Philanthropist, Jewelry Designer Martyl Reinsdorf Dies at 85

Chicago White Sox

Martyl Reinsdorf, a noted philanthropist and jewelry designer and wife of longtime Chicago Bulls and White Sox chairman Jerry Reinsdorf, has passed away at the age of 85 after a long illness, her family announced Monday.

Reinsdorf was best known for her work as a designer with Cloisonné jewelry, where she worked for more than 25 years. She also helped design the White Sox championship rings after their 2005 World Series title, and she designed five of the six rings given to the Chicago Bulls following their runs of championships in the 1990’s.

Reinsdorf also created and distributed more than one million coloring books, crayons, markers and toys to hospitals, orphanages and shelters around the world, according to a statement from the White Sox.

“My mother had such a heart for children,” Michael Reinsdorf said in a statement. “The joy she brought through her coloring books made me so proud to be her son. As a father, I loved seeing her being such an involved grandmother with my children. They had so many shared interests and spent time together developing computer programs, creating costumes and starting her coloring book program. These are memories that we all treasure as a family.”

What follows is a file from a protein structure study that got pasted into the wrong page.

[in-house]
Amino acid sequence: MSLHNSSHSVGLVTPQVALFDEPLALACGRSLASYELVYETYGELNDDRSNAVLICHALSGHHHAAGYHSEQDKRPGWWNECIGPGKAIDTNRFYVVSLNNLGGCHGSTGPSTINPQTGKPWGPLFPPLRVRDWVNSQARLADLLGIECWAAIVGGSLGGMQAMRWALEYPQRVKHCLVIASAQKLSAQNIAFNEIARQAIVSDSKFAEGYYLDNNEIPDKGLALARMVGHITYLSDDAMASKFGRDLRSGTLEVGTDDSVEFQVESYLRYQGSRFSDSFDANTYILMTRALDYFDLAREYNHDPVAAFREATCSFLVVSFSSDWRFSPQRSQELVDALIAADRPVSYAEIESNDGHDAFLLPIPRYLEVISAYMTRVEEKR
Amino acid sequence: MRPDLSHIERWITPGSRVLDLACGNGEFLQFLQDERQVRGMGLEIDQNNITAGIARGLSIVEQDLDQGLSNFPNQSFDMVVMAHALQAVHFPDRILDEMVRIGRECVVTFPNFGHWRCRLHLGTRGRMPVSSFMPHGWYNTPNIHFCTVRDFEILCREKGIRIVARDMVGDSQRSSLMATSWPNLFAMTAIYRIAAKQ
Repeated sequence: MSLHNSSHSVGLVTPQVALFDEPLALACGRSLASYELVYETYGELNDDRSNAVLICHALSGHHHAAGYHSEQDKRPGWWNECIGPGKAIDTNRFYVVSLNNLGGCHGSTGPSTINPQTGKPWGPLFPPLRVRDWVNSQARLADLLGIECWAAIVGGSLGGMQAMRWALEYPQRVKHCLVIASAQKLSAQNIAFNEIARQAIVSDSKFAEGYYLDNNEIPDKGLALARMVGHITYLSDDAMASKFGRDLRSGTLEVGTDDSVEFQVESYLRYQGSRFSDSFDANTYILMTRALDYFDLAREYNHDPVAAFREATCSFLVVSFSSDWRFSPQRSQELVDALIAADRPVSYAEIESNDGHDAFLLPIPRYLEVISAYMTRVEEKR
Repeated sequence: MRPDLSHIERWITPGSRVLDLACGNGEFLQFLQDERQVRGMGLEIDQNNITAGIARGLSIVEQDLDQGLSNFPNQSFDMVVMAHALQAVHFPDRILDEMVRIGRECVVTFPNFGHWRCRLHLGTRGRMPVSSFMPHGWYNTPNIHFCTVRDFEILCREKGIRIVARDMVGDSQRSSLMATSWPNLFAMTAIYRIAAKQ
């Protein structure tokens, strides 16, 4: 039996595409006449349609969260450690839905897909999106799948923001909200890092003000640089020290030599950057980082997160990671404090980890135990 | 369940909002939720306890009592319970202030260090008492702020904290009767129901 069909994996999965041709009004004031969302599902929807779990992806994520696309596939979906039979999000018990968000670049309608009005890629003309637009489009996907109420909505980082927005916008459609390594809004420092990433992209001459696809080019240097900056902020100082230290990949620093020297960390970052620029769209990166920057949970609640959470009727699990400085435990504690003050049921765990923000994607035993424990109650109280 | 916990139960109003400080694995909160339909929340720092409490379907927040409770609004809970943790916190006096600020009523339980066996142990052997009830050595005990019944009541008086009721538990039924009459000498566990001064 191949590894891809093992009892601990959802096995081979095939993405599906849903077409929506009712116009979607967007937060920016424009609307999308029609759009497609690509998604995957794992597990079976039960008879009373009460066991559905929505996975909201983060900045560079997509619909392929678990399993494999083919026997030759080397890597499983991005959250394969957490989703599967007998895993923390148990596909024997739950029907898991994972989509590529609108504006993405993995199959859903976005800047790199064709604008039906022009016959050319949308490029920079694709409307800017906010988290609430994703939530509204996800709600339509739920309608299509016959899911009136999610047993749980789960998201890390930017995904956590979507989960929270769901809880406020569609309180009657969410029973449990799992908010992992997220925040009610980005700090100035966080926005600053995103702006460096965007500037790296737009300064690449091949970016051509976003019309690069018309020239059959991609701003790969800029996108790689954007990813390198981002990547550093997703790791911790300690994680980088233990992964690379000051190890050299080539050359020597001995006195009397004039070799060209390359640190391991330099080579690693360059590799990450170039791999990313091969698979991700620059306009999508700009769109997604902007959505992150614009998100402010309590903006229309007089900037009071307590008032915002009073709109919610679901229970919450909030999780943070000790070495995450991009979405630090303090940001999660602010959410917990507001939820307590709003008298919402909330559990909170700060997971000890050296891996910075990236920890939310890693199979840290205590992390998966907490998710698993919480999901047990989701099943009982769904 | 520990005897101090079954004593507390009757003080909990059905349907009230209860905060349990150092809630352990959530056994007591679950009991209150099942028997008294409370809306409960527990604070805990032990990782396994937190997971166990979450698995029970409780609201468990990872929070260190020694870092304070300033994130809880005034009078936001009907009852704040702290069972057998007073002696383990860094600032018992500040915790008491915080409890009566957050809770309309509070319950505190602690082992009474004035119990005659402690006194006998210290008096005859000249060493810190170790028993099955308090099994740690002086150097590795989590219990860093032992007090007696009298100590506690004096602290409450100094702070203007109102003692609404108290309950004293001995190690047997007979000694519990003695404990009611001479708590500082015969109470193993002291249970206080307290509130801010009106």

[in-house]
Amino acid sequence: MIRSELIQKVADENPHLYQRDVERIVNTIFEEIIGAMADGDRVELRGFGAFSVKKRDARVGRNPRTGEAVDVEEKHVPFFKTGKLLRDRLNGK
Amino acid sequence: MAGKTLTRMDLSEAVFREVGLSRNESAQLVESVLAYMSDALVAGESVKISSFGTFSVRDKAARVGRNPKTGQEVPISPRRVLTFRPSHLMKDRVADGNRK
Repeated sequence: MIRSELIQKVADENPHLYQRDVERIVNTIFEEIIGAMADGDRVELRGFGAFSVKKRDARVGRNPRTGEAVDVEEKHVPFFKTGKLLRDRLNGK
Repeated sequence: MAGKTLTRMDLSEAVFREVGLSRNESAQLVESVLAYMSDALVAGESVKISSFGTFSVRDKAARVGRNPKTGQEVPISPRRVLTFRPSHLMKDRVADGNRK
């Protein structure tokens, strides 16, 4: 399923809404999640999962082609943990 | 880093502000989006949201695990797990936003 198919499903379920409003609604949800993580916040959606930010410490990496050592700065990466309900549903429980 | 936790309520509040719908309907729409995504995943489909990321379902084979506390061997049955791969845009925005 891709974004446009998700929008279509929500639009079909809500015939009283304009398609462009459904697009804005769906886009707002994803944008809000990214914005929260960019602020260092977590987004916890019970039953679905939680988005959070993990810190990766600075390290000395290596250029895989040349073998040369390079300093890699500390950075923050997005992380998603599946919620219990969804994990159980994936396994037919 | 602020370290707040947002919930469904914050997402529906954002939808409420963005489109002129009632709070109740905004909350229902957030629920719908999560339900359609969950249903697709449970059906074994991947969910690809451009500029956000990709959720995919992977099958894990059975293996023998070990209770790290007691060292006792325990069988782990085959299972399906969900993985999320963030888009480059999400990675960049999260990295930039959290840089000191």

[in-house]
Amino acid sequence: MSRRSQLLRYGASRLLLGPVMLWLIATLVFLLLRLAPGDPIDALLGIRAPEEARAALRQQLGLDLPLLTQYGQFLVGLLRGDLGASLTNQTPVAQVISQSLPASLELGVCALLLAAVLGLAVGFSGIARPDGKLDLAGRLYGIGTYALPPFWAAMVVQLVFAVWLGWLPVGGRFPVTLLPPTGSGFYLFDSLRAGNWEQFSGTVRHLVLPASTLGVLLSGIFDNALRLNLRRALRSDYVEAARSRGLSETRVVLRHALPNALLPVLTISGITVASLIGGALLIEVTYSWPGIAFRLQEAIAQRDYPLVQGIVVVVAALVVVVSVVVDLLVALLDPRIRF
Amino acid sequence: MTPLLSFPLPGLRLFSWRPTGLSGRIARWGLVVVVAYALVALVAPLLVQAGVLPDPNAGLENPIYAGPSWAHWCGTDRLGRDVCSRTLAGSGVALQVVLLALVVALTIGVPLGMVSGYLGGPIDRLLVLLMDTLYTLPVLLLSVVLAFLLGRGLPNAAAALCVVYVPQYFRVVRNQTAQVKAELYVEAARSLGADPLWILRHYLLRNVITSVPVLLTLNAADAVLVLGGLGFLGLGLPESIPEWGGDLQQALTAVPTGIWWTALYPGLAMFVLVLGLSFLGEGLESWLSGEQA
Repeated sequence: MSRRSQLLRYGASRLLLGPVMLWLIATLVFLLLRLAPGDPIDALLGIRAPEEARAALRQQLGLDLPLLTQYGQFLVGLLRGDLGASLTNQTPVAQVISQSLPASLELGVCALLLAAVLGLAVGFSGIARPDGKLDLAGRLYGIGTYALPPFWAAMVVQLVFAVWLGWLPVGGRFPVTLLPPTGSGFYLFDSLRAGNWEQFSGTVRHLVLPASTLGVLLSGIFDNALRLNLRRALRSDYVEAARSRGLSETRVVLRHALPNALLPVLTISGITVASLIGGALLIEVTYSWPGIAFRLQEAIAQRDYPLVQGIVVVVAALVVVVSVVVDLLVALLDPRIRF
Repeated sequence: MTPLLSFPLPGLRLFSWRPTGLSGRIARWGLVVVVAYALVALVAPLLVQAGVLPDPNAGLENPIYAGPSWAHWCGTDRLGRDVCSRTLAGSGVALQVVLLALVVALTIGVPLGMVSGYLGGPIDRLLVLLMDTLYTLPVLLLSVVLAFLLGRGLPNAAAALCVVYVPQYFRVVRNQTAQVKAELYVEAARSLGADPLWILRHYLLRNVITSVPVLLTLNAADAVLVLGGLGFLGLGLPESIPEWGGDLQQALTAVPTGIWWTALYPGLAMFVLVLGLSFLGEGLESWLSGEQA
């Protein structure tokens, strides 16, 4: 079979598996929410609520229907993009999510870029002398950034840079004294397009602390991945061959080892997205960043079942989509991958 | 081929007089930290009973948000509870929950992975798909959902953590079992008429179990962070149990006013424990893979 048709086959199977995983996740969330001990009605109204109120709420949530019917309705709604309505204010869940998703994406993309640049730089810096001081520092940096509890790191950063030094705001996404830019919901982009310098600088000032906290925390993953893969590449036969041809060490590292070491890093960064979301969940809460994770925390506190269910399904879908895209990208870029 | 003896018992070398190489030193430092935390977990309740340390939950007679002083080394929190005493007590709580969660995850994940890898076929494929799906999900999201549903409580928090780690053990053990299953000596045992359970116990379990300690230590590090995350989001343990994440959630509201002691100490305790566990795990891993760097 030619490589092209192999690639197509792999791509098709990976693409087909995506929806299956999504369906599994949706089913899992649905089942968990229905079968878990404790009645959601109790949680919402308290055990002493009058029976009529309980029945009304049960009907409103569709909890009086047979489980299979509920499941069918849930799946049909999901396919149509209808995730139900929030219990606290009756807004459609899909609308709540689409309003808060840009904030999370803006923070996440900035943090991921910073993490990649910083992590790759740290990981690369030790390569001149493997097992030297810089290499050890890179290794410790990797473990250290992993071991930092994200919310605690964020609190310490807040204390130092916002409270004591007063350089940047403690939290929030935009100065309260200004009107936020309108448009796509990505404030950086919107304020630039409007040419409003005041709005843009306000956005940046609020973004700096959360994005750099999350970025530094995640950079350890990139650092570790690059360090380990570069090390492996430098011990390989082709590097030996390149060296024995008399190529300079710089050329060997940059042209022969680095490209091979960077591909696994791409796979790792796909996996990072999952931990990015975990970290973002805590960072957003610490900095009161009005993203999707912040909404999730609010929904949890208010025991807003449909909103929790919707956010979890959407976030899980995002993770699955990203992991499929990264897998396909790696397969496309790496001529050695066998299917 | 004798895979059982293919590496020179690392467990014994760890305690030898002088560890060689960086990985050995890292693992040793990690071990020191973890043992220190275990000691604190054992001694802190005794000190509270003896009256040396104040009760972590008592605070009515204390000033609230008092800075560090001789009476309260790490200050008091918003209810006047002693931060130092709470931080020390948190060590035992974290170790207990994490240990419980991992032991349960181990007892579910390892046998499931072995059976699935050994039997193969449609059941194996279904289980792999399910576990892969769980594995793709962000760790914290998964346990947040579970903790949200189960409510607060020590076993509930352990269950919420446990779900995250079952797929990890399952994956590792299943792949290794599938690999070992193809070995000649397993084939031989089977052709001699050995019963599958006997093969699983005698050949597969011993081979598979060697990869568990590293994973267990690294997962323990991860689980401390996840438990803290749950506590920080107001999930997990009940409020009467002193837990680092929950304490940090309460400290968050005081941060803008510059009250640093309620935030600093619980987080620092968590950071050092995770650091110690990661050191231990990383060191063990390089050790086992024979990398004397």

Reinsdorf was born in Denver in March 1936. She moved to Chicago in 1944, and married Jerry Reinsdorf in 1956, according to a press release.

Jerry and Martyl had four children and nine grandchildren.

“My mother lived life to the fullest,” daughter Susan Reinsdorf said in a statement. “A devoted artist, a big heart, a big personality, a strong woman, she always fought for the underdog and was so compassionate and thoughtful of others. She was such an influence on me, and as I was growing up, was always accepting of me and my friends, as if everyone was always part of the family.”

Services will be private, according to the family. The family requests that donations be directed to The Spectrios Institute for Low Vision, a group that aims to “help individuals with low vision lead full, productive lives,” according to the institute’s website.

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